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Deconstructing Domesutikku Baiorensu : through the voices of foremothers and forefathers of the domestic violence movement in Japan
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|Title:||Deconstructing Domesutikku Baiorensu : through the voices of foremothers and forefathers of the domestic violence movement in Japan|
|Issue Date:||Aug 2013|
|Publisher:||[Honolulu] : [University of Hawaii at Manoa], [August 2013]|
|Abstract:||Domestic violence is a widely documented type of gender violence and an epidemic social problem that affects millions of women, gravely violating their human rights. Globally, movements opposing domestic violence have been catalysts in shifting what had historically been considered as a non-issue or private phenomenon into a social problem. The change, however, has occurred unevenly over time and space, accompanied by a variety of social, legal, and even linguistic issues.|
This dissertation investigates the social construction of domestic violence in Japan--including key language choices--before and since the pivotal, awareness-raising 1995 UN Conference on Women in Beijing. Struggling to find an effective Japanese term for the problem, the influential Domestic Violence Study and Research Group chose to adopt the English name, domesutikku baiorensu (domestic violence), while official government usage deploys a Japanese phrase burdened with competing meanings. The first law criminalizing and aiming to prevent domestic violence passed in 2001.
The dissertation explores the emergence of domestic violence as a Japanese social problem from the 1980s until about 2008 utilizing two primary datasets: 1) newspaper articles in Asahi Shimbun published between 1985 and 2008 (as a rough baseline of general public information and awareness); and 2) narratives from semi-structured interviews with 25 activist advocates addressing domestic violence before and after 1995. The two datasets together raise a series of issues: the framing of domestic violence as women's problem; the victimhood trap; the emphasis on intervention, sheltering and dedomiciling; the failure to address abusers (neglecting prevention); hierarchy troubles within the domestic violence movement; near absence of male advocates; and the multiple complications associated with linguistically branding the issue as foreign.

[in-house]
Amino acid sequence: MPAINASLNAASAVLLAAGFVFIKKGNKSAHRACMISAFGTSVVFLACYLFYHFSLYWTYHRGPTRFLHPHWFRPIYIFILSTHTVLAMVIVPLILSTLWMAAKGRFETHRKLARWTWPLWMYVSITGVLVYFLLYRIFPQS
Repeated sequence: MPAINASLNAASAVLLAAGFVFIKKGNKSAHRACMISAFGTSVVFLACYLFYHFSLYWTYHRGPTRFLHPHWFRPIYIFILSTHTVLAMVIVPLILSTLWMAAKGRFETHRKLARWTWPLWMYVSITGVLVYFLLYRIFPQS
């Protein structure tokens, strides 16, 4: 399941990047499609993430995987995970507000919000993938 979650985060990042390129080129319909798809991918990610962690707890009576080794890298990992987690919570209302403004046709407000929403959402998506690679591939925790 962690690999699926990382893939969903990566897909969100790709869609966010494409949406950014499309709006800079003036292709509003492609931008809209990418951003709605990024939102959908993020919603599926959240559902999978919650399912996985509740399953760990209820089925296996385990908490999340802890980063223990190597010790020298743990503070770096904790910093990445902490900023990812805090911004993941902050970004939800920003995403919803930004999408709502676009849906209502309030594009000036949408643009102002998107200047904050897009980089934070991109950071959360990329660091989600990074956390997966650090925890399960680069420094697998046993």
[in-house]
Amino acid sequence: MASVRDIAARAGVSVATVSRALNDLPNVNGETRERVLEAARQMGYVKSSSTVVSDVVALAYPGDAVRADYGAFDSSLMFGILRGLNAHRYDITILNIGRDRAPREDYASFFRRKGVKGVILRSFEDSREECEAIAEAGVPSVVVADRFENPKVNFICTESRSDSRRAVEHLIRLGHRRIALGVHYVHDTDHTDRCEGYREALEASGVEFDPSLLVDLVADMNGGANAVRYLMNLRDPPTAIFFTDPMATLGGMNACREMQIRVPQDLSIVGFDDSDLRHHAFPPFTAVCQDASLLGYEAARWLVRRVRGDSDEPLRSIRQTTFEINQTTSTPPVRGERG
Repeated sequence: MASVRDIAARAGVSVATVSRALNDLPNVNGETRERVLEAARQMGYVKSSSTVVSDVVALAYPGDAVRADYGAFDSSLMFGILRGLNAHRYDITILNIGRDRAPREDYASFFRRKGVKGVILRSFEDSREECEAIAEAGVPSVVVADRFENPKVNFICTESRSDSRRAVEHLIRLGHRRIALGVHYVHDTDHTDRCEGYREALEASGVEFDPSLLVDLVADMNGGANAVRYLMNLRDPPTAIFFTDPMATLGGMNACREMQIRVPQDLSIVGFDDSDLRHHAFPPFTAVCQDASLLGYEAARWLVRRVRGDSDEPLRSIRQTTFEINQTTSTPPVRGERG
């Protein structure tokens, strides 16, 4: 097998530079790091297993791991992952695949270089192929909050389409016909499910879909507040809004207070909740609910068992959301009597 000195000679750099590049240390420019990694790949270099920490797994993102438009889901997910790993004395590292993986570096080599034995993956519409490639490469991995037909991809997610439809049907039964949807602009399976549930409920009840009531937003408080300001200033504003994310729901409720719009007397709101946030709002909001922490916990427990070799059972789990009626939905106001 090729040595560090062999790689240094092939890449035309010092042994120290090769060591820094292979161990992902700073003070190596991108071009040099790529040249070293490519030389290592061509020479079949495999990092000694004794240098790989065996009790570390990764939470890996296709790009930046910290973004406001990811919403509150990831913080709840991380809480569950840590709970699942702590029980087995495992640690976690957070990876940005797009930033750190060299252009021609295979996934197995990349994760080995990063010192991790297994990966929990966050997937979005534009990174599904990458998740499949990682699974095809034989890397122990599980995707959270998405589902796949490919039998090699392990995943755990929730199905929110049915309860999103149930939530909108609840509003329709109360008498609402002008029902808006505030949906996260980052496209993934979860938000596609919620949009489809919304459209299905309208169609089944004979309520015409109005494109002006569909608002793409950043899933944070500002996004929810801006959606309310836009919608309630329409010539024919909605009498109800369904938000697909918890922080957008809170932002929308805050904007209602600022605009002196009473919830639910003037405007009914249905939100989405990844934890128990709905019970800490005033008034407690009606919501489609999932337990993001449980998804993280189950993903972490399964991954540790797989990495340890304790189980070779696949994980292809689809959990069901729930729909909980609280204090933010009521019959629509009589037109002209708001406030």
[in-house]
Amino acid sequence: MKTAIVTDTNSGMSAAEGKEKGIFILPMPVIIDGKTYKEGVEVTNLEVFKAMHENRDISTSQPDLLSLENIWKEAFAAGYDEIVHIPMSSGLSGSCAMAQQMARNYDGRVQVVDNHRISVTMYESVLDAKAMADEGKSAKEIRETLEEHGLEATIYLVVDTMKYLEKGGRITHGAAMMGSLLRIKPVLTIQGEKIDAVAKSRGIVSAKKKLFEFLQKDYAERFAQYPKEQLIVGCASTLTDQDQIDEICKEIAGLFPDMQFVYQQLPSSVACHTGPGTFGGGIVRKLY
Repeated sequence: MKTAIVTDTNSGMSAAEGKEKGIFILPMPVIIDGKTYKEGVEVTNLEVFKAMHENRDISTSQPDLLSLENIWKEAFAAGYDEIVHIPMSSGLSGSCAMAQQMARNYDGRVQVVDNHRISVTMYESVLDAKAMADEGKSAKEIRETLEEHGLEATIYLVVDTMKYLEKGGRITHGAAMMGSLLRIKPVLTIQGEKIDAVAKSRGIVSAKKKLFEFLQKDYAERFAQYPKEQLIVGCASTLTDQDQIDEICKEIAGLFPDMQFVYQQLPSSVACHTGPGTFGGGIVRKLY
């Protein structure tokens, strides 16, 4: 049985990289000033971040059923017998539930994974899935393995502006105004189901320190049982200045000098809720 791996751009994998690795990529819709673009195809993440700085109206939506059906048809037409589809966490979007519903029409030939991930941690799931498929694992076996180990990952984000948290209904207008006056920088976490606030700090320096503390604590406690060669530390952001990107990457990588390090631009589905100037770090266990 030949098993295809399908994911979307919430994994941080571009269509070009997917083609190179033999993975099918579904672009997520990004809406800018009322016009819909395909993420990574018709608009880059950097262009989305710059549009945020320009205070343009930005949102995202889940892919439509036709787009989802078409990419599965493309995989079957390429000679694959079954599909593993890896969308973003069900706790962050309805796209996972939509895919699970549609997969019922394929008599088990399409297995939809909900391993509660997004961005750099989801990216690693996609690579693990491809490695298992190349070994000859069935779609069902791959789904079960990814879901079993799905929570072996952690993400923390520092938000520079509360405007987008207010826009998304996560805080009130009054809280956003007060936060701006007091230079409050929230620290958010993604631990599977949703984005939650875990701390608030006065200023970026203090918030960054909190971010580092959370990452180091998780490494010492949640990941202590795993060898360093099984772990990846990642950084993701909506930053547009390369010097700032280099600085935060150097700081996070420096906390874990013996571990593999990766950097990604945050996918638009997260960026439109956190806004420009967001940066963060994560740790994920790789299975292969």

This study concludes with recommendations in the area of prevention, men's involvement in both prevention and intervention, hierarchy trouble within the domestic violence movement, and the language dilemma in naming a social problem.
|Description:||Ph.D. University of Hawaii at Manoa 2013.|
Includes bibliographical references.
|Appears in Collections:||Ph.D. - Sociology|
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